In this blogpost, Beatrice Mah shares her internship experience at Federal Environment Agency (Umweltbundesamt), Germany. Students of the Environmental Pollution Management (Ecotoxicology) Program complete an 8-week internship each year, the so-called “AMEO”. The AMEO is performed either at an external university, governmental or industrial research institute where students learn to apply the competences achieved during their study. Students also use this opportunity to travel and explore Germany.
“My name is Beatrice and I completed my AMEO at the Federal Environment Agency (UBA) this year in their Biocide department. My main task was market research for wood preservatives in the market with the purpose of overviewing the substitution issues within the wood industry.
Biocidal Product Regulation (EU 528/2012), also known as BPR, regulates the biocidal products in the European market. Active ingredients that are subject to approval within this regulation must be periodically renewed. However, with the continuous evolution of regulations, the approved active ingredients have to be reviewed before authorization. The active ingredients found to be Carcinogenic, Mutagenic, Reproductive toxic (CMR), Persistent and Bioaccumulative are subject to substitution and will not be authorized anymore.
Some common active ingredients are used in most of the products in the market. When they are subject for substitution without authorization, it will impact the market. Thus, further market research was required as part of the project. Wood preservatives in the current market mostly contain propiconazole, tebuconazole, permethrin, boric acid, creosote and iodopropynylbutylcarbamate (IPBC). Amongh these substances, some are subjected to substitution. And yet by doing some preliminary risk assessments, I found several interesting chemicals with high risk towards environments that are still being used.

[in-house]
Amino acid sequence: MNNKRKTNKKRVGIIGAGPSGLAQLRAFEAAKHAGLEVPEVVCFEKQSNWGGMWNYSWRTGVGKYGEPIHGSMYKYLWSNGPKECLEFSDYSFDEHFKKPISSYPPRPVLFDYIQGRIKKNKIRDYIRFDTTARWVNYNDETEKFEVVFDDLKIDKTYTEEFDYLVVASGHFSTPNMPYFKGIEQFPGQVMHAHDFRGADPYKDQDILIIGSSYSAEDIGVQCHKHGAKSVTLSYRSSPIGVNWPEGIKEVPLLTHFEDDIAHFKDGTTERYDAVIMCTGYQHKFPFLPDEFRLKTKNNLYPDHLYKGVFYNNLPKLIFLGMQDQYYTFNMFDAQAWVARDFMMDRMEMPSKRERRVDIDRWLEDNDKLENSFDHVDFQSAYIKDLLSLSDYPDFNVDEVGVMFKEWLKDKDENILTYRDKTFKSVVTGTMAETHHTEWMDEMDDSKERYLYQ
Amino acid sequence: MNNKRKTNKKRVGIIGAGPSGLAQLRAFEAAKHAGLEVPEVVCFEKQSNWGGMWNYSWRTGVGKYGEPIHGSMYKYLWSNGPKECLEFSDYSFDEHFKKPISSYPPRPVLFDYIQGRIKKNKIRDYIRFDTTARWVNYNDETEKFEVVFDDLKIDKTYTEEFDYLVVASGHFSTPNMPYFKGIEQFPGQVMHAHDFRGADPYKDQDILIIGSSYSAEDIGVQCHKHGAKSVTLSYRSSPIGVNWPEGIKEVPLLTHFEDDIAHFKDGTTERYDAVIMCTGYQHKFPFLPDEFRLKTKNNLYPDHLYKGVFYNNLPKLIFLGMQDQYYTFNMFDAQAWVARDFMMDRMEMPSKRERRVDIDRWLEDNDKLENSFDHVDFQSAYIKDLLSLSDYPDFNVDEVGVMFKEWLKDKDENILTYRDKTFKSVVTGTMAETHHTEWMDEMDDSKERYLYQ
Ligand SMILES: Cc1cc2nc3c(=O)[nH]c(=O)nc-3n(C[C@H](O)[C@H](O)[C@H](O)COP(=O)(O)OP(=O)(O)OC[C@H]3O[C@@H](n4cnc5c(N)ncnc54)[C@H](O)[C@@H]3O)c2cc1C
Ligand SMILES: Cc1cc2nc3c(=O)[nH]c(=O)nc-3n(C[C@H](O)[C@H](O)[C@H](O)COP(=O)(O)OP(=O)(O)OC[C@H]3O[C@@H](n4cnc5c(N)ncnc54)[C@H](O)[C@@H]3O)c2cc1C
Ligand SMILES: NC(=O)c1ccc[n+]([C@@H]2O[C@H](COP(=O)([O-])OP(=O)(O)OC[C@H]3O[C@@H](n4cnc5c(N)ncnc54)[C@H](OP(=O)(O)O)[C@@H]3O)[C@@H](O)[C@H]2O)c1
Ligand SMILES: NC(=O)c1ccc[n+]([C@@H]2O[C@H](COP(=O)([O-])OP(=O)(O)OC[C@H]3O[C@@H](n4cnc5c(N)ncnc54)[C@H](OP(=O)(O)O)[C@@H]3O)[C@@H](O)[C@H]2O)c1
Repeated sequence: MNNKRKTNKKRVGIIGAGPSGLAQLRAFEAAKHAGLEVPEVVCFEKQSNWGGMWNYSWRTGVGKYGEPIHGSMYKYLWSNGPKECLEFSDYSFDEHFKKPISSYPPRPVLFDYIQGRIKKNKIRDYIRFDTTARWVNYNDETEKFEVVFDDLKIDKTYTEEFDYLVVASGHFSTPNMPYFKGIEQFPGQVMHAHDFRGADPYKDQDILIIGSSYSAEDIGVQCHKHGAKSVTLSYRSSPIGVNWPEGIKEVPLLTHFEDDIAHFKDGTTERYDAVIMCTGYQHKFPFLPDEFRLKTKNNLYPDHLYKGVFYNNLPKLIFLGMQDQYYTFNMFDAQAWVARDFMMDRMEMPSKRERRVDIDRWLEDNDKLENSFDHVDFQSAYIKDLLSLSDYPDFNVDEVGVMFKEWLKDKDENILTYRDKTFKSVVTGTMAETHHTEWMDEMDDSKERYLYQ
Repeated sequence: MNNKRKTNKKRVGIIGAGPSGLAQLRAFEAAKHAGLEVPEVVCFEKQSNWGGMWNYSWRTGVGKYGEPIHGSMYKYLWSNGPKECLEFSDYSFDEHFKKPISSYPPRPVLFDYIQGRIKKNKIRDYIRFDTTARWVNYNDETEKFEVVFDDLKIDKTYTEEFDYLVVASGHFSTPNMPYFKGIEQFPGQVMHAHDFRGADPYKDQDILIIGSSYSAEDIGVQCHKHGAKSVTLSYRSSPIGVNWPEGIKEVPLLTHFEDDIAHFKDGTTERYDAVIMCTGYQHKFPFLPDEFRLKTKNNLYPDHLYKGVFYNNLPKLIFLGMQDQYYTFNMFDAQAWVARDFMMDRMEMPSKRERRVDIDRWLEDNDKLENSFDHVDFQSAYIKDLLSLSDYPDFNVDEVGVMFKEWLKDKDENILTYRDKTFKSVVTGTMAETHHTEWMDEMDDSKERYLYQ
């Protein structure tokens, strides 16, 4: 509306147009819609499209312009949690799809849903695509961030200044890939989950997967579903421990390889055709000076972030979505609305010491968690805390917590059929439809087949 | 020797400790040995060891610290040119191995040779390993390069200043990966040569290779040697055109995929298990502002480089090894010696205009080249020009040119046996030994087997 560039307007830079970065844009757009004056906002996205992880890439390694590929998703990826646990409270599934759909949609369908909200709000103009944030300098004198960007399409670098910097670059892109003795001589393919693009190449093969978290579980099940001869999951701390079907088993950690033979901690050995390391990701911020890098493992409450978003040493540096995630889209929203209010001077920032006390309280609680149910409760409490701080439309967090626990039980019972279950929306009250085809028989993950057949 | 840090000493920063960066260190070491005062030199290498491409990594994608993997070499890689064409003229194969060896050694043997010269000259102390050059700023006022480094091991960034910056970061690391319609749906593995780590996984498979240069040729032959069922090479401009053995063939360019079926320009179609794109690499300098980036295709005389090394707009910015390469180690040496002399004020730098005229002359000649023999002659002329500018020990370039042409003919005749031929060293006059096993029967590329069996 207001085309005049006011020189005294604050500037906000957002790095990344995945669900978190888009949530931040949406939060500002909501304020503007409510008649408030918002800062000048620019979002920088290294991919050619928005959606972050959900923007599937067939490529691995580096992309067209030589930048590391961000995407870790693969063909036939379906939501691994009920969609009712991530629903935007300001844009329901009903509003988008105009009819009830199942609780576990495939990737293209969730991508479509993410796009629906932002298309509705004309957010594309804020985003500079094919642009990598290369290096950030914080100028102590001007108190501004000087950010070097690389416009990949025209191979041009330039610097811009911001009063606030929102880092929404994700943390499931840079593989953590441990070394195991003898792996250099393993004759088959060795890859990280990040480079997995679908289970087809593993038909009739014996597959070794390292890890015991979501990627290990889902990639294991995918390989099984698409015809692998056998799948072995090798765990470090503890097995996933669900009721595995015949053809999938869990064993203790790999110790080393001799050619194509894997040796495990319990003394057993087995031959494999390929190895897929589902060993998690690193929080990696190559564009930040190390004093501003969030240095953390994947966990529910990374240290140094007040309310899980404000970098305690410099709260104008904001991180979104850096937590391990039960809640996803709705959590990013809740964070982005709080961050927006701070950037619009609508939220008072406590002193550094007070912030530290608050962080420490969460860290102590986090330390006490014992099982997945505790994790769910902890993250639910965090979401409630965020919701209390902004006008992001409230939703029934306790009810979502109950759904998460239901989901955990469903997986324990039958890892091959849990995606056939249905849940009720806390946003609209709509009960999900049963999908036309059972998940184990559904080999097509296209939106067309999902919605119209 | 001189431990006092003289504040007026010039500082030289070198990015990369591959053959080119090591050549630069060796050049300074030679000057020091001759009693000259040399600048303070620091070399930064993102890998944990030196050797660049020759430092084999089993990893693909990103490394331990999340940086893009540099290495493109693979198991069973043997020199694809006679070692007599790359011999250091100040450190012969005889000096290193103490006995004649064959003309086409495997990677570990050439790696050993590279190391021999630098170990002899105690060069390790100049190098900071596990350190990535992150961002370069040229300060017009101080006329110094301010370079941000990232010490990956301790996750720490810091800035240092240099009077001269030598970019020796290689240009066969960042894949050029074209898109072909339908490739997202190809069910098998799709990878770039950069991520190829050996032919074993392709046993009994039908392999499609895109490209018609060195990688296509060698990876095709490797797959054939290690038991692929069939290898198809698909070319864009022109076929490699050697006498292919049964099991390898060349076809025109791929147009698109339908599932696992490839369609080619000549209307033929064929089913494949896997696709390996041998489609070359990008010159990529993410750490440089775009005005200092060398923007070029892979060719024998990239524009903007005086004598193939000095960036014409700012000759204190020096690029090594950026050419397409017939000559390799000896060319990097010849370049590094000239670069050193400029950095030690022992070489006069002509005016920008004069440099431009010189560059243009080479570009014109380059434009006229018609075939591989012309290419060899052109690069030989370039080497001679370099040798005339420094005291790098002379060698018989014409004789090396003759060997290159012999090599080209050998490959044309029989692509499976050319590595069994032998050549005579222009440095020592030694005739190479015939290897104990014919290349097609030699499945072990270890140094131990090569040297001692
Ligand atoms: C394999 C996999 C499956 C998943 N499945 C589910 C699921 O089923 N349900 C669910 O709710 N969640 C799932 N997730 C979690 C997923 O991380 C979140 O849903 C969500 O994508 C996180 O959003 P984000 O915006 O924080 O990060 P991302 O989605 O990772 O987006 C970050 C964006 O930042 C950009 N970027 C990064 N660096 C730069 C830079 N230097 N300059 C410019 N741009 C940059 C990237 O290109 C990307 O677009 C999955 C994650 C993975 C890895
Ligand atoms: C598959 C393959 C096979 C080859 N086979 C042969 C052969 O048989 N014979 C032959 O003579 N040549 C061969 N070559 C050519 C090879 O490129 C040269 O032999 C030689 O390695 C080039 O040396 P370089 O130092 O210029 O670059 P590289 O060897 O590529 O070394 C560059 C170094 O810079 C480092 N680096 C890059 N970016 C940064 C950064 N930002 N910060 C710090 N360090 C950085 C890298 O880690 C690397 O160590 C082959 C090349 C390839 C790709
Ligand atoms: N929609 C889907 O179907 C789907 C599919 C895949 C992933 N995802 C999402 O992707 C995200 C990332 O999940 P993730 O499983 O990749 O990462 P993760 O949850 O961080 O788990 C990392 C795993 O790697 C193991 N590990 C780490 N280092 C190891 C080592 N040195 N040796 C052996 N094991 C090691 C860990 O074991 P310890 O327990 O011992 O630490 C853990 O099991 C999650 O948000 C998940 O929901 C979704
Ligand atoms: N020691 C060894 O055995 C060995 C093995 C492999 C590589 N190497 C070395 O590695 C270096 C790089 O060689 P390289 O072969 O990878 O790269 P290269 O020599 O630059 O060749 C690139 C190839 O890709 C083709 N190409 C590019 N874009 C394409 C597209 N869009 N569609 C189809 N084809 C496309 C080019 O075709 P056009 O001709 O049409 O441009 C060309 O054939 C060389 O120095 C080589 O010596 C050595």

Additionally, I also learnt about the environment risk assessment methods for biocidal products, the regulations related to BPR and joined the weekly meeting in which other colleagues discussed their on-going projects.
During my internship, I learnt about identification and classification of biocides and agriculture pesticides (plant protection product) which I was confused about during the beginning of my studies. Since the applications and use are different even though they are targeting the same target organism, the risk assessment and risk mitigation are different. Lots of reading was required to understand the guidelines and regulatory documents. Moreover, risk assessment required the risk assessor to study the documents submitted by applicants and evaluate if the submitted documents and information are reliable.
My colleagues in the office were very friendly and were willing to provide information whenever I had questions. Some of them also gave me a tour in Dessau and Leipzig.
However, the official communication was in German. Not only communication, while researching the wood preservatives in the market, 90% of the products‘ technical documents are in German. Thus, at least German B1 level is recommended.
Apart from work, I spent some time travelling around Dessau, such as Berlin, Dresden and Leipzig.”
- The internship was paid( 300 Euro/month).
- Risk assessment and understanding the regulatory documents.
- Friendly and helpful working environment.
- Official communication in German.
- Finding accommodation.
Here are some beautiful glimpses from Beatrice’s AMEO:-